Oregano has a very long history of use in folk lore. It has been used for culinary purposes, medicinal reasons, and was believed to hold magical properties as well. Much of its use in the past is still how it is used today. 1Ancient Greeks believed that oregano was a useful poison antidote and was used extensively both internally and externally as a fomentation to treat skin irritations and infections, dropsy, convulsions, and as an antidote for narcotic poisons. Traditional Chinese healers have also used oregano for generations to treat a variety of complaints. In Shakespearean times, oregano was used for just about anything. It is said to encourage good luck and good health. It is used in spells for happiness, tranquility, luck, health, protection and letting go of a loved one. It is believed that when worn on the head during sleep, it will promote psychic dreams. Oregano symbolizes joy. It is said to banish sadness and why not with its sweet fragrance and velvety leaves. 2It is used for rituals celebrating joyful occasions, or in spells to bring joy into one's life. It is believed if carried in a sachet or charm it will bring good luck and good health. It has also been used in love potions and rituals to enhance an already existing love relationship. A tea or incense is used for any of the above as well as for letting go of a loved one whether it be a husband, wife, girlfriend, boyfriend, or anyone else that it hurts to leave. Growing oregano near your home is said to protect it from evil forces. It can also been carried as a charm for the same purpose. Plant Oregano around your house for protection, and scatter it inside the house to protect it as well. Early Greeks and Romans crowned married couples with it. Oregano is a symbol of honor. Oregano was thought to be precious to the Greek Goddess Aphrodite, Goddess of love. It was said to comfort the dead when it grew on their grave. 3An old wives tale says “if you anoint yourself with oregano before sleeping, you will dream of your future spouse.” From Gerard's Herbal (1545-1612-English): "Organy cureth them that have been poisoned by drinking Opium, or the juice of Black Poppy or Hemlock, especially if it be given with Wine and Raisons of the Sunne". Strewn on the ground, it will repel snakes. It is said to ease toothache. Dried leaves mixed with honey to fade bruises. It has also been used by dairy farmers as food for the cows, goat, and sheep to keep milk sweet, hence the name “Sweet Marjoram“. In ancient Egypt oregano was used as both a preservative and an antidote to poison. In the eighteenth century, it was considered to be a useful remedy for coughs and asthma. In the western culture oregano is generally associated with spaghetti and pizza, but it has so much more value then just flavor for our foods. Mentioning oregano immediately brings to mind tomato sauces and Italian cooking. For culinary uses sweet marjoram is the mildest of all species. It is some what interchangeable with oregano. Just remember oregano is stronger, and to use less if the recipe calls for marjoram. All the varieties of oregano are interchangeable in food preparation and accompany soups, herb bread and tomato dishes well. Oregano is used in the cuisine of Greece, Spain, Italy, Portugal, the Caribbean and Mexico. It is a traditional herb in poultry seasoning and is used in turkey stuffing. The flavor combines well with garlic, thyme, parsley, and olive oil. Oregano can be used fresh or dried. Oregano, like other herbs, loses its distinctive flavor during cooking as the volatile oils evaporate, so always add it in the last few minutes. Use oregano in salads, casseroles, soups, sauces and poultry dishes. And, of course, pizzas! Dried oregano has a stronger flavor and goes especially well with tomatoes and rice dishes.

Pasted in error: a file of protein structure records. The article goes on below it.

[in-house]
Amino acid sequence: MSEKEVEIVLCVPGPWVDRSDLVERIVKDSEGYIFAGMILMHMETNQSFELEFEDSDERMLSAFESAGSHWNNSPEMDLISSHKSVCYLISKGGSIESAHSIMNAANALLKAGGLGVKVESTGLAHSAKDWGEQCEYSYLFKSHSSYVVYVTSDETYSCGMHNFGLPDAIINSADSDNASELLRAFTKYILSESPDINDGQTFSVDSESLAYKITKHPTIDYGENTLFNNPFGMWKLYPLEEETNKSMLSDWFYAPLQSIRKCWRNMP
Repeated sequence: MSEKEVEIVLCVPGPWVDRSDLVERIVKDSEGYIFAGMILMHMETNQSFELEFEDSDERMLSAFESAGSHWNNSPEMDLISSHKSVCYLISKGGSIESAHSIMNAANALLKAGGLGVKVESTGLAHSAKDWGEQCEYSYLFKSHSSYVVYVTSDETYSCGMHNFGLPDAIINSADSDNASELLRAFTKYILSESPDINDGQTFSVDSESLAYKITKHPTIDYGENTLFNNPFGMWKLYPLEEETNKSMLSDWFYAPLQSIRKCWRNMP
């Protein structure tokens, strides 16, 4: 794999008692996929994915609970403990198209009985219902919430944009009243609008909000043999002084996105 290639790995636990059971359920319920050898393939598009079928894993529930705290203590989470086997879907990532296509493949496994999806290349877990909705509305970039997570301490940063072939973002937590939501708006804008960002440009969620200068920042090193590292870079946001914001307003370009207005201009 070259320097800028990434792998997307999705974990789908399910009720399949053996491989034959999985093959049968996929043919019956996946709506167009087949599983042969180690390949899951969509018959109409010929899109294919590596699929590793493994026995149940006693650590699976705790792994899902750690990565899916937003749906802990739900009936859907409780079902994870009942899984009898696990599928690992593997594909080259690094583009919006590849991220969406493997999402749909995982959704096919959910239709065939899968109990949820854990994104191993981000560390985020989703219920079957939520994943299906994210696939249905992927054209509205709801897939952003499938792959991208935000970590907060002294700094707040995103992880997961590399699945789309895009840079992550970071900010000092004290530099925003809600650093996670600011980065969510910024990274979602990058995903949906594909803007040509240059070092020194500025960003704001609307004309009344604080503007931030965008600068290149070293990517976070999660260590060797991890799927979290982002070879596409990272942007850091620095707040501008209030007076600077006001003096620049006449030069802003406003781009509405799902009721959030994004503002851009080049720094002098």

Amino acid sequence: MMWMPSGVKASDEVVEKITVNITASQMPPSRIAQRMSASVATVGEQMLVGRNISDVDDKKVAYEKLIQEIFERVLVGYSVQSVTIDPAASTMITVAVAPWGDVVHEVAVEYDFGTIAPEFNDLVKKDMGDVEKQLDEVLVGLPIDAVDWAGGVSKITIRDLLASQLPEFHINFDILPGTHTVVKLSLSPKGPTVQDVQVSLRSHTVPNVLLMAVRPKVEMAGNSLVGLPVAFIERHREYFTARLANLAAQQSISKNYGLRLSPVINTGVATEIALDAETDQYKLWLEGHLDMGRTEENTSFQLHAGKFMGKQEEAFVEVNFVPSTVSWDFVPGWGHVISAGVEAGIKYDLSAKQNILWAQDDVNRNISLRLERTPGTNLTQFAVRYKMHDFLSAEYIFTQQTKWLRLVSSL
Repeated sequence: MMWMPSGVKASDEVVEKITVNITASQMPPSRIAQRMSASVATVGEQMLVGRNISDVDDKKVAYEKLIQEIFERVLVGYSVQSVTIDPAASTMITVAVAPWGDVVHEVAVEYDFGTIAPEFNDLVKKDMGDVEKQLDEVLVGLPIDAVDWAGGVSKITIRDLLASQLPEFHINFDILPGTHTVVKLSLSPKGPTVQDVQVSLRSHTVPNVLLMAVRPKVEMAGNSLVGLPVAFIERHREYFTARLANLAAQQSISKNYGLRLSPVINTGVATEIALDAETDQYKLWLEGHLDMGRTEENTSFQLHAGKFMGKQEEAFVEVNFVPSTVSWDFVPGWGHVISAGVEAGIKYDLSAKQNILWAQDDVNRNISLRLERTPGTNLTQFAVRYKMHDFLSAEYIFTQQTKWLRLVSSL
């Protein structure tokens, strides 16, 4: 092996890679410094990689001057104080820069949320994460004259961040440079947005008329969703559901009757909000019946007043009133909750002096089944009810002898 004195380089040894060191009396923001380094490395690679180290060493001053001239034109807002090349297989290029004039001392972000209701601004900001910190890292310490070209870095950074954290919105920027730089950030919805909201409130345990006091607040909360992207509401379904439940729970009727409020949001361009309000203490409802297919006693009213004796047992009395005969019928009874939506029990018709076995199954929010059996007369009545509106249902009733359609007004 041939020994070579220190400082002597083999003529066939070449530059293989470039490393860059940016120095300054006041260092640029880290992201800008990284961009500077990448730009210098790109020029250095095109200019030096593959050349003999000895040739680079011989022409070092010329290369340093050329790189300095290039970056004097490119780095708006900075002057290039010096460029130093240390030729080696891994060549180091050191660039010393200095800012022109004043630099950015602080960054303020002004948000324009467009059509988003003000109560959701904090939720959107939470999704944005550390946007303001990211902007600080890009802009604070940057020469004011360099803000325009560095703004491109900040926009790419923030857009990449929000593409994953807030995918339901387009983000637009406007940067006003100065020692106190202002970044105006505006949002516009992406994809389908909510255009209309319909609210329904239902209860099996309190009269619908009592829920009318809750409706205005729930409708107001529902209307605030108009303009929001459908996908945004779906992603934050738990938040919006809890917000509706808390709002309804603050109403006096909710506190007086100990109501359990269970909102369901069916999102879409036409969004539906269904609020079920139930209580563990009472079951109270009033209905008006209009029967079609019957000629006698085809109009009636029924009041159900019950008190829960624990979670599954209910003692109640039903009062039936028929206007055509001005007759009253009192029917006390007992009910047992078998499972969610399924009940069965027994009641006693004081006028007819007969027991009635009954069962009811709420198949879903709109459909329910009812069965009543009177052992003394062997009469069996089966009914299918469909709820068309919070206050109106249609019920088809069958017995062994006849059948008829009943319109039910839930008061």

4The flowering tops yield a dye, formerly used in the country to dye woolen cloth purple, and linen a reddish brown, but the tint is neither brilliant nor durable. The tops are also sometimes put into table beer, to give it an aromatic flavor and preserve it, and before the introduction of hops they were nearly as much in demand for ale-brewing as the ground ivy or wood sage.
The aromatic properties of the plant were prized and it was used in various foreign perfumes. 5Parkinson tells us, “swete bags, swete powders and swete washing water made from this plant were widely uses.” According to Mrs, Grieves “Our forefathers also scoured their furniture with its aromatic juices, and it is one of the herbs mentioned by Tusser (1577) as used for strewing chambers.”
1 Page 521. Mrs. Grieve. A Modern Herbal. Volume 2. Dover Publications, Inc. New York, 1971.
2 Page 154. Diane Morgan. The Charmed Garden. Findhorn Press. Scotland, UK. 2004
3 Genot Katzer. Oregan (origanum vulgar). Get Fire Fox. http://www.uni-gray.at/akater/eng/orig-vw.html. 3/20/2006.
4Page 521. Mrs. Grieve. A Modern Herbal. Volume 2. Dover Publications, Inc. New York, 1971.
5Page 521. Mrs. Grieve. A Modern Herbal. Volume 2. Dover Publications, Inc. New York, 1971.